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The slowdown in global growth and the Turkish economy as well as the depreciation in the Turkish lira in 2018 created financial instability and payment difficulties for companies, in particular regarding foreign currency debts.

The accelerating growth of the global digital economy has yielded new challenges for international taxation, an issue that has pervaded the agenda of the Organization for Economic Co-operation and Development (OECD) in recent years. Published in 2015, the OECD’s Base Erosion and Profit Shifting (BEPS) Action Plan 1 regarding the taxation of the digital economy primarily focused on the challenges arising from the distribution of the right of tax collection among the states from revenues derived from cross-border activities.

The Diri Law Firm was founded in Izmir in 1990 by Hayri Diri as an independent and full-service law firm. Thirty years later, the firm continues to serve both international and Turkish clients across a variety of different industries and sectors. But the firm is now led by Hayri Diri’s daughter, Nazan Diri Bal, who has rebranded and expanded it. With Nazan Diri Bal in charge, it is full speed ahead at Diri Legal.

Pursuant to an amendment to the Turkish Value Added Tax Law at the beginning of 2018, non-resident electronic service suppliers are now liable for Value Added Tax on services provided electronically to Turkish individuals who are not VAT taxpayers.

In the summer of 2018, CEE Legal Matters reported that Turkey’s Garanti Bank had issued its first-ever Gender Bonds. The bonds, valued at USD 75 million and issued in partnership with the Women Entrepreneurs Opportunity Facility launched by the IFC through its Banking on Women Program, and Goldman Sachs 10,000 Women initiative, are meant to finance small enterprises and companies owned or managed by women in Turkey.

Crowded cities and unplanned urbanization have always plagued Turkey. According to the Ministry of Environment and Urbanization (the “Ministry”), more than ten million structures in the country violate zoning laws and regulations. These structures, including factories, shopping malls, and office buildings, are built without a construction permit, used without an occupancy permit, or violate other laws.

After Personal Data Protection Law number 6698 came into force (April 7, 2016) in Turkey, and following a two-year-transition period (which concluded on April 7, 2018), the compliance process has been initiated in regard to general principles and rules on processing of personal data.

CMS Partner Ana Radnev has a unique profile. Born and educated in Romania, joined CMS in Bucharest, then moved first to the firm’s London office (during which time she became English law qualified), then to the firm’s office in Prague. Since 2013, when CMS opened its Istanbul office, Radnev has divided her time between the Czech Republic and Turkey.

As the host of the world’s 17th largest economy and 19th largest population, Turkey’s energy needs are significant – and growing. The country’s energy demand is expected to grow about 5% each year for the immediate future, and the Turkish government has announced its plans to increase the share of renewable sources in the country’s total installed power to 30% by 2023.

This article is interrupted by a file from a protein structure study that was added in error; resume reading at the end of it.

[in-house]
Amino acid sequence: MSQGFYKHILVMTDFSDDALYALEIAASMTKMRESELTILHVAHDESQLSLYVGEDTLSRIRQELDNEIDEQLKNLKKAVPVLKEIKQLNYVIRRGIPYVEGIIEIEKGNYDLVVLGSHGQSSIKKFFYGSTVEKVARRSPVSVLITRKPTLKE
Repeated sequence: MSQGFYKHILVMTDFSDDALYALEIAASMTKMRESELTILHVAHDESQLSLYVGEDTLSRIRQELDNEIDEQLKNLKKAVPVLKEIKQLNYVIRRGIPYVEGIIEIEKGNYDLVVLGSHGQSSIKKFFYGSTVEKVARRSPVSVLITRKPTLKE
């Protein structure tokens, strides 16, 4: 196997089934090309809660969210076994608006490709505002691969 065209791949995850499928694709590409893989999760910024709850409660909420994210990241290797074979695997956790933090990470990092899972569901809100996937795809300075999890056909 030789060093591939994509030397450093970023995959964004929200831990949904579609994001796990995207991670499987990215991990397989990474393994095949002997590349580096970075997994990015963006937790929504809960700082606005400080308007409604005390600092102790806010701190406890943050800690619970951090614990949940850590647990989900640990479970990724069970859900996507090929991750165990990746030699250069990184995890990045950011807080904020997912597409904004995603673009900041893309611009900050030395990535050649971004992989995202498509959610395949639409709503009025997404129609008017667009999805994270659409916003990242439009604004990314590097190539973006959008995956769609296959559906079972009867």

Investments can be used as tools to support and enhance a country’s economic structure. The Turkish government has developed some policies which, together, create an appropriate and advantageous investment environment for international and domestic investors.

The Law on Labor Courts Number 7036 was published and announced in the Official Gazette on October 25, 2017. One of the most important amendments stipulated in this law (the “Law”) is the introduction of a “mandatory mediation” procedure. Mediation is based on a “win-win” philosophy; this is a process where no one loses. 

On November 9, 2017, the editors of CEE Legal Matters sat down with a cross-section of experts from leading law firms and prominent in-house legal departments in Turkey to learn about the current state of affairs in that ever-changing market.

The past couple of years have been particularly challenging for Turkey’s M&A market owing to the domestic and global political climate and the weakened state of the Turkish economy. According to Deloitte’s annual M&A review published earlier this year, the M&A market in 2016 witnessed a total deal volume of USD 7.7 billion through 248 deals, resulting in the lowest deal volume since 2009. 

Reporting standards implemented within the frame of work conducted by the Organization for Economic Cooperation and Development (OECD) for the prevention of base erosion and profit shifting has increased the reporting obligations of multinational enterprises (MNEs). 

The Deal: On June 20, 2017, CEE Legal Matters reported that the Esin Attorney Partnership and Baker McKenzie had advised Turkven Private Equity, the Akarlilar Family, and Mavi Giyim Sanayi ve Ticaret A.S., the Turkish jeans and jeans-wear company, on Mavi’s IPO, with White & Case advising underwriters Bank of America Merrill Lynch, Goldman Sachs, and Is Yatirim.